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Statewide wellness policy to bring changes to schools

When elementary and middle school children go back to school in August, a few new rules will be in place.

A new wellness policy will put limitations on foods that may be purchased at school, said Carolyn Perry-Burst, Knox County Health Department Nutrition Services program manager. The policy also will promote nutrition education and physical activity.

Students may notice a change when they go through the cafeteria line, as well as when they use a school vending machine, Perry-Burst said.

If a food is too high in sugar or fat, it won’t be approved, she said. In addition, the portion size will be much smaller than the students are used to.

Federal legislation was enacted in 2004, Perry-Burst said, requiring schools that participate in the USDA program (school lunch and breakfast program) meet federal requirements, including having a school wellness policy in place by July 1, 2006.

“The legislation that was passed at the state level also applies to a la carte items in the cafeteria,” Perry-Burst said.

Hamburgers and fries aren’t going to disappear, however.

“They’re already approved items for the school program,” she said. The change may be in whether French fries can always be purchased as a separate item.

The total meal is looked at, and if French fries are part of the approved meal for that day, they may be purchased as an a la carte item.

“I would think that one of the things that would not make it would be cakes. Those probably are not going to make the a la carte list,” Perry-Burst said.

When students line up for drinks from the vending machine, they may be surprised to see smaller versions of juice.

“Basically, it’s going to be milk, juice or water,” she said, and the milk and juice will be limited to eight ounces.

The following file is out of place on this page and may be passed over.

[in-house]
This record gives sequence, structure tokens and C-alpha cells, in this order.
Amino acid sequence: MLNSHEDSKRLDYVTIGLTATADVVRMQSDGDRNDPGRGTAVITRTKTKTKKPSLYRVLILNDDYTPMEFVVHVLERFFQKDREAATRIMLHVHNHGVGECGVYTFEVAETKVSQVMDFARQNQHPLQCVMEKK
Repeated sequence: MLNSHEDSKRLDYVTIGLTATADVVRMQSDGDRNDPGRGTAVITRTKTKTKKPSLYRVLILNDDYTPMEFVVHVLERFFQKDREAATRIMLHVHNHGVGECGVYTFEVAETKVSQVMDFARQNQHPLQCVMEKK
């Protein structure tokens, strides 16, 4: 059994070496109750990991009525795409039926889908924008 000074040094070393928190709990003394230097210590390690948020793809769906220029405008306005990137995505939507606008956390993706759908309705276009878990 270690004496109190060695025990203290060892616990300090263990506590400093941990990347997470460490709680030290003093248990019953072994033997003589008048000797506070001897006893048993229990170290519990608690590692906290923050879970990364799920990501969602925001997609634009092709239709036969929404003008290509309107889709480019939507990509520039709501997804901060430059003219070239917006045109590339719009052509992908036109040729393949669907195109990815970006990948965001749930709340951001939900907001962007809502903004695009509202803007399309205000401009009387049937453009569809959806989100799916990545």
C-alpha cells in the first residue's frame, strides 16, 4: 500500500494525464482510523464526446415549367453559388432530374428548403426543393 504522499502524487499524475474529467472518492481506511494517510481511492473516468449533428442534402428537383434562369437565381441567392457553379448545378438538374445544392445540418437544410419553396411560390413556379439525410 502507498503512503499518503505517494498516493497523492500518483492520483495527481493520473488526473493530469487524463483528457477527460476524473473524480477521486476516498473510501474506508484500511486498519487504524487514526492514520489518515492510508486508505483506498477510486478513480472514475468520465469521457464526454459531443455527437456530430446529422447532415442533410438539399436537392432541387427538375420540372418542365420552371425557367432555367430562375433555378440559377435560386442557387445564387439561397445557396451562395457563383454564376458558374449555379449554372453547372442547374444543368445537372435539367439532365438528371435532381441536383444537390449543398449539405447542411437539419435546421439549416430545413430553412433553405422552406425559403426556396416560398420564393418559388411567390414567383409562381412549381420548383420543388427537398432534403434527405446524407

“The juice has to be eight ounces or less and one hundred percent juice,” Perry-Burst said, “not sugared water with a little bit of juice.”

The physical activity component of the wellness policy will include each school forming a committee to evaluate the three sections — nutrition standards, nutrition education and physcial activity — within each building and establishing goals for improvements in these areas, said Laura Boring, supervisor of physical education and health K-8 for Knox County Schools.

“The goal of the wellness policy is to increase the focus on physical activity and raise awareness of the impact of physical activity on childhood obesity,” Boring said. We are above the national average for childhood obesity in Knox County, she said.

The state no longer has any requirements for physical activity at school, she said, adding that how much time students spend on the playground is up to the individual school.

“Schools desperately search for additional instruction time because of the accountability of test scores,” Boring said, adding that makes increasing play time difficult.

“When kids get home, we need to work together to provide additional physical activity,” she said.


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